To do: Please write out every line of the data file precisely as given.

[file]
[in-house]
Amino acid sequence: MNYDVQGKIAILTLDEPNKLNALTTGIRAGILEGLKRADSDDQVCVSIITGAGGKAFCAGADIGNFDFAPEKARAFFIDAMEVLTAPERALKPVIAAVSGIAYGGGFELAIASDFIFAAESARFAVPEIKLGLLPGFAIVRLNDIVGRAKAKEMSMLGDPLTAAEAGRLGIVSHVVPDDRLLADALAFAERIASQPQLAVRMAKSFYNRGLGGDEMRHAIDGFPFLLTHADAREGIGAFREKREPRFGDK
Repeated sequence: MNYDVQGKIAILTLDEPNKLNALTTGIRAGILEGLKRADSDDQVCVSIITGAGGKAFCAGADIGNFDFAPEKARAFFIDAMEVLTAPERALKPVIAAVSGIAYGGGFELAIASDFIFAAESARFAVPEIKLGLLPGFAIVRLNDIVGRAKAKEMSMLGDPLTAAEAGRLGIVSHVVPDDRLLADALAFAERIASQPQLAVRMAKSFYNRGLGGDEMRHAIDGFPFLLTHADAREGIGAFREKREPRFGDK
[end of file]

[in-house]
Amino acid sequence: MNYDVQGKIAILTLDEPNKLNALTTGIRAGILEGLKRADSDDQVCVSIITGAGGKAFCAGADIGNFDFAPEKARAFFIDAMEVLTAPERALKPVIAAVSGIAYGGGFELAIASDFIFAAESARFAVPEIKLGLLPGFAIVRLNDIVGRAKAKEMSMLGDPLTAAEAGRLGIVSHVVPDDRLLADALAFAERIASQPQLAVRMAKSFYNRGLGGDEMRHAIDGFPFLLTHADAREGIGAFREKREPRFGDK
Repeated sequence: MNYDVQGKIAILTLDEPNKLNALTTGIRAGILEGLKRADSDDQVCVSIITGAGGKAFCAGADIGNFDFAPEKARAFFIDAMEVLTAPERALKPVIAAVSGIAYGGGFELAIASDFIFAAESARFAVPEIKLGLLPGFAIVRLNDIVGRAKAKEMSMLGDPLTAAEAGRLGIVSHVVPDDRLLADALAFAERIASQPQLAVRMAKSFYNRGLGGDEMRHAIDGFPFLLTHADAREGIGAFREKREPRFGDK